I worried if David Hare's 1995 altercation between ex-lovers, a restaurant entrepreneur and a do-gooding East End schoolteacher - played, respectively, with buccaneering dash and quiet fervour by Bill Nighy and Carey Mulligan - might have dated. And the flagrantly anachronistic orange Sainsbury's shopping bags in the first scene were a bad omen.
But it really hasn't. Nighy's designer-suited Tom Sergeant, who has sold his business to a corporation in the spirit of "the creation of wealth," simply doesn't understand that a dedicated teacher's delight in finding one under-privileged student who responds is worth a hundred good dinners, let alone a heating system that actually works.
Having soaked up Tom's hysteria, guilt and desperation for several hours, during which they renew their carnal vows, Mulligan's Kyra delivers two long speeches with such devastating simplicity and passion that the first of them shocked a first night audience into semi-reluctant applause.
The brilliance of the play lies in the fact that the arguments are not loaded yet you know who's right all along. This is because the debate is artfully bound up in a re-cap of a six-year love affair between a man whose wife has died and his employee - Kyra walked down the King's Road one day and found herself a job as a waitress - and they all lived under one roof.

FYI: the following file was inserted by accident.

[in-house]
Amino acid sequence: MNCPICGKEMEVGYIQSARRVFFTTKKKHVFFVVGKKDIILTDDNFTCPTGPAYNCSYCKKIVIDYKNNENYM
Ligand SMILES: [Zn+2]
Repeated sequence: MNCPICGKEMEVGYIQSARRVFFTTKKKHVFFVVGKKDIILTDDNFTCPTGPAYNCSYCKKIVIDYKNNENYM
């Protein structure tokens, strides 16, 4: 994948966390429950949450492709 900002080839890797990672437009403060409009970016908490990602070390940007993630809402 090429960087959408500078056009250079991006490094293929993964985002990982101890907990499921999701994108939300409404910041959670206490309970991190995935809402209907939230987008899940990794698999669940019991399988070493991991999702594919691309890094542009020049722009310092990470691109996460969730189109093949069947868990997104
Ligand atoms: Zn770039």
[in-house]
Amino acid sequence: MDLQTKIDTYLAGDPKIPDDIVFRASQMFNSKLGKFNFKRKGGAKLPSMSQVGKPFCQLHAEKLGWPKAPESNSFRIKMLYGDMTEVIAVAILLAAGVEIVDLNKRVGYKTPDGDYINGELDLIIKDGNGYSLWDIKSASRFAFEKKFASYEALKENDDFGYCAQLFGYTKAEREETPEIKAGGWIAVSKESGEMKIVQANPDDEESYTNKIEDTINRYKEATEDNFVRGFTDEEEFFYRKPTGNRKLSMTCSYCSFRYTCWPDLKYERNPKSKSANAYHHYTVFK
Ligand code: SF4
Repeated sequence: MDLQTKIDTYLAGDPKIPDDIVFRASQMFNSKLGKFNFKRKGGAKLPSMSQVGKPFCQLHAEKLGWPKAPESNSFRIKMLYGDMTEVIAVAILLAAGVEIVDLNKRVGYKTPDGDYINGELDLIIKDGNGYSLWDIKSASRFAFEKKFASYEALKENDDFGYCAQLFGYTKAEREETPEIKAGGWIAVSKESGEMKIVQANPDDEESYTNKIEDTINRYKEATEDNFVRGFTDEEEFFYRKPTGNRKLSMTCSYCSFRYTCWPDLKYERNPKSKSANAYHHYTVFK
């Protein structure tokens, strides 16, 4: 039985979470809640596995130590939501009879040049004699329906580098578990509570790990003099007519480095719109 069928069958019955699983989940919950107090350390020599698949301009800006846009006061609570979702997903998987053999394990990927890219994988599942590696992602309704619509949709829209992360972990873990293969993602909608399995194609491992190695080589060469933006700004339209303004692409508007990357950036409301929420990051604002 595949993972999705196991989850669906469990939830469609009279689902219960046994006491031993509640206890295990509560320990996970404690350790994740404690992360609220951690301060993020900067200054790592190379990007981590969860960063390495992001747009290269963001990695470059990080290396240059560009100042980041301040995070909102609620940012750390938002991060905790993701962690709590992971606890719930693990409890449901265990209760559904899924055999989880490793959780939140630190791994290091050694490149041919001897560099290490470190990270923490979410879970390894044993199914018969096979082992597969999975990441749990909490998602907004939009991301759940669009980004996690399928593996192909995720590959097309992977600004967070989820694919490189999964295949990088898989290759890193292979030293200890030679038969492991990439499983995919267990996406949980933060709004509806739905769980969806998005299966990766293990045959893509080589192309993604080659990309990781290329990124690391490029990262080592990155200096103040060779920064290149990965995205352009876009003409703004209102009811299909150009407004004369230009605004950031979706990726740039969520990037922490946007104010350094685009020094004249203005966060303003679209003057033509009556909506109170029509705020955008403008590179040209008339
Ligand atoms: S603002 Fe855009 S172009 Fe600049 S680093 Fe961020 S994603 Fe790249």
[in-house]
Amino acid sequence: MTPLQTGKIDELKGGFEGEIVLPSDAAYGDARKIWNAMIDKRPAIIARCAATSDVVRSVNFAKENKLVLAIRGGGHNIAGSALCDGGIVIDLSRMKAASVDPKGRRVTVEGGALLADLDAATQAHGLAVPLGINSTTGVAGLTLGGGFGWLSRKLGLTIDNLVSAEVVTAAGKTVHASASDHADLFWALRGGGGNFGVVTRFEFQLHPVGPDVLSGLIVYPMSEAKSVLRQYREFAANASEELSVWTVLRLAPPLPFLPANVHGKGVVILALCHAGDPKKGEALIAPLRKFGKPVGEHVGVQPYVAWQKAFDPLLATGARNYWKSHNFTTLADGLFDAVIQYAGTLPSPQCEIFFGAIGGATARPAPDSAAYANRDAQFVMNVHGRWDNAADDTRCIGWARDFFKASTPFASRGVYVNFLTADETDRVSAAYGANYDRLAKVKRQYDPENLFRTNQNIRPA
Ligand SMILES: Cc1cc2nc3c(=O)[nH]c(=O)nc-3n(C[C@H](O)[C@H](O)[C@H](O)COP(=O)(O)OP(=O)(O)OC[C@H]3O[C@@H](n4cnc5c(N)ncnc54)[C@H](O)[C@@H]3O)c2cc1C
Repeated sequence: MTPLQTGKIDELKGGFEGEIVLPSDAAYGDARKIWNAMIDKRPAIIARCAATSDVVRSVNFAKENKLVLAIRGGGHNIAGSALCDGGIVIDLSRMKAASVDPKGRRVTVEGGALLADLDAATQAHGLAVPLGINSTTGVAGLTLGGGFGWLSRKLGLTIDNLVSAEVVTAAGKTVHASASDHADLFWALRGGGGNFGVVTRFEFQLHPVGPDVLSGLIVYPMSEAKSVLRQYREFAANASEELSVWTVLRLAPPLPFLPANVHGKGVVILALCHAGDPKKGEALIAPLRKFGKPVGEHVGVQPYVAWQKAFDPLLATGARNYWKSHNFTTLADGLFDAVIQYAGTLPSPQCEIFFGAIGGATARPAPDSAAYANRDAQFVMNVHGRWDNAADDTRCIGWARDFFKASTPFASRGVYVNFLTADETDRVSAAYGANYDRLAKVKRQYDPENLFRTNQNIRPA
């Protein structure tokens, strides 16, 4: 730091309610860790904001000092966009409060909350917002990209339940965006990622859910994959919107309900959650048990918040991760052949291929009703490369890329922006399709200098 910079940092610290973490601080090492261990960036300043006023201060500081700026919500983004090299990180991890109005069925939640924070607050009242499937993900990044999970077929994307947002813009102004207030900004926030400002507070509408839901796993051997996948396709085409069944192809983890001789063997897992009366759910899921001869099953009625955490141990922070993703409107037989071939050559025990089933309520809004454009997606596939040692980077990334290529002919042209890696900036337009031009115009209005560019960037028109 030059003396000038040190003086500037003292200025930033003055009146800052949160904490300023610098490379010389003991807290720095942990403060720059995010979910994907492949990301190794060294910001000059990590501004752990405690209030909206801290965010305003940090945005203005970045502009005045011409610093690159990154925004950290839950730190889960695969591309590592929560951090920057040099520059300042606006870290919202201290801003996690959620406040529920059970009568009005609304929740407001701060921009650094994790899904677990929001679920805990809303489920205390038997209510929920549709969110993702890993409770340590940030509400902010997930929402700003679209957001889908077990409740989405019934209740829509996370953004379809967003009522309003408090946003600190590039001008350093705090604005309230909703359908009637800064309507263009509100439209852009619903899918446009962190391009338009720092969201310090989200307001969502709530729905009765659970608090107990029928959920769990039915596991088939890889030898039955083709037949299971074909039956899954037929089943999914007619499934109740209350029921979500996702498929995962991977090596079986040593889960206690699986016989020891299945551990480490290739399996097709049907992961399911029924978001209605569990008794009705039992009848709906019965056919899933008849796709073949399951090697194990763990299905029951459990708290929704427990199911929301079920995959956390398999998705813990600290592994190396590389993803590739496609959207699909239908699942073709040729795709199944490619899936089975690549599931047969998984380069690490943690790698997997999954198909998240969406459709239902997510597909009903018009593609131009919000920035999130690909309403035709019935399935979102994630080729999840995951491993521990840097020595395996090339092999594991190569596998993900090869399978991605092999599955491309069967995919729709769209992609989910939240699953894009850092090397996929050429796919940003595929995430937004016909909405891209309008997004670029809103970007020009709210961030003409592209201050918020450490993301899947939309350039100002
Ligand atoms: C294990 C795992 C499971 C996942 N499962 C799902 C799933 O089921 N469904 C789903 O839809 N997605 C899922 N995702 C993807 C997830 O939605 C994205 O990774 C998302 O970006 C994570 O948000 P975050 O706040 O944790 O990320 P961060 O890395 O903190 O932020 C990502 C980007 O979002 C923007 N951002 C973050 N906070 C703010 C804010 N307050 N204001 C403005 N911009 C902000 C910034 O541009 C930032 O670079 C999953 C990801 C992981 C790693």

"I've seen both previous London productions... and this is probably the best"
Kyra baby-sat the children, one of whom, 18 year-old Edward (a gangly, oddly eccentric Matthew Beard with a rap CD player on his belt, and earphones), acts first as an intermediary, later as a friend. And the nub of Hare's construct is that it's as important to love one person as it is to love people; or rather, both are equally hard.
Stephen Daldry's savagely intense production delivers the knottiness and the sentimentality of the idea full blast on a set designed by Bob Crowley that places the clutter of Kyra's Kensal Rise flat against a regimented vista of a grim council block and a few sprigs of nominal trees, bare in winter. There's snow, too.
I've seen both previous London productions - Richard Eyre directed first Michael Gambon with Lia Williams at the National, then Nighy with Stella Gonet at the Vaudeville - and this is probably the best. It's more urgent, more musically enthralling, and Nighy has gone to another level, a sort of stylised self-conscious jerkiness that fits the character exactly, his vanity and his slashing selfishness, both of which have been seriously undermined by Kyra.
It's fascinating to watch because it's so unusual, and curiously physical, a performance. The coat he refuses to take off in the first act fits him like a second skin (Gambon's was like a big furry tent, turning him into a mountain bear). It's the finest outer garment in the West End since Madonna's Prada raincoat in a David Williamson play, Up for Grabs, on this same stage in 2002. And Mulligan soaks up his oddness like a sponge before dealing her knock-out blows.
Hare wrote this play - which is broadcast as part of National Theatre Live on 17 July to over 500 UK cinemas - two years after his great state-of-the-nation trilogy on the church, the law and New Labour at the National, and this could have been regarded as a coda; but it's much more than that, in both its analysis of a love affair and in its well-crafted shout-out for the deserving, still undervalued (and underpaid), members of our society who do the most important work.